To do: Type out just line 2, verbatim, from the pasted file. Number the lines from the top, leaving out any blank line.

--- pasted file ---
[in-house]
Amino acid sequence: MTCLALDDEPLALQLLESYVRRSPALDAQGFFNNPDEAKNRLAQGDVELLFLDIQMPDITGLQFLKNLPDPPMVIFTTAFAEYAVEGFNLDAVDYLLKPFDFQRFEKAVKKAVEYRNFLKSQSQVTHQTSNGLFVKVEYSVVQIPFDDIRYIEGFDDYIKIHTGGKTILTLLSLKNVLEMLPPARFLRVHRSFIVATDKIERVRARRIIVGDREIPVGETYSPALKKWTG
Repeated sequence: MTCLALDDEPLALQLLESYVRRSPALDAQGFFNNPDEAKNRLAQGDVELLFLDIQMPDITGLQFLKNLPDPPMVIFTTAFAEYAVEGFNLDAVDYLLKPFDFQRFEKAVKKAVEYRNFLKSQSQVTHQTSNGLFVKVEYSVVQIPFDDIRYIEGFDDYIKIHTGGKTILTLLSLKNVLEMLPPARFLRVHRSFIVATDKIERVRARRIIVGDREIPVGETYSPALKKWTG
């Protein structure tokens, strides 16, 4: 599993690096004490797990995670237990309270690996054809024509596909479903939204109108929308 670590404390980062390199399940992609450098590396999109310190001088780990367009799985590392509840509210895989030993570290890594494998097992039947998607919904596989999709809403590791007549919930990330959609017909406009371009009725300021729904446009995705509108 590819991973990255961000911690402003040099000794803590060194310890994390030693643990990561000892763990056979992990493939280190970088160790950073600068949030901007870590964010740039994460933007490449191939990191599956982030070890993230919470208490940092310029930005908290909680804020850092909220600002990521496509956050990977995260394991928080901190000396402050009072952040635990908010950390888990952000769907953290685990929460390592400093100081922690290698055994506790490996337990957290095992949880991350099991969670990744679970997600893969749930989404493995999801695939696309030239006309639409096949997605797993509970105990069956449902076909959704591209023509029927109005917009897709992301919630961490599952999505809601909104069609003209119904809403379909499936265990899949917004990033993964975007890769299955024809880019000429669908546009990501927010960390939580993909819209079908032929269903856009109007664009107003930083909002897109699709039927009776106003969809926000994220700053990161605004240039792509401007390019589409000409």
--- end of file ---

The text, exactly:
Amino acid sequence: MTCLALDDEPLALQLLESYVRRSPALDAQGFFNNPDEAKNRLAQGDVELLFLDIQMPDITGLQFLKNLPDPPMVIFTTAFAEYAVEGFNLDAVDYLLKPFDFQRFEKAVKKAVEYRNFLKSQSQVTHQTSNGLFVKVEYSVVQIPFDDIRYIEGFDDYIKIHTGGKTILTLLSLKNVLEMLPPARFLRVHRSFIVATDKIERVRARRIIVGDREIPVGETYSPALKKWTG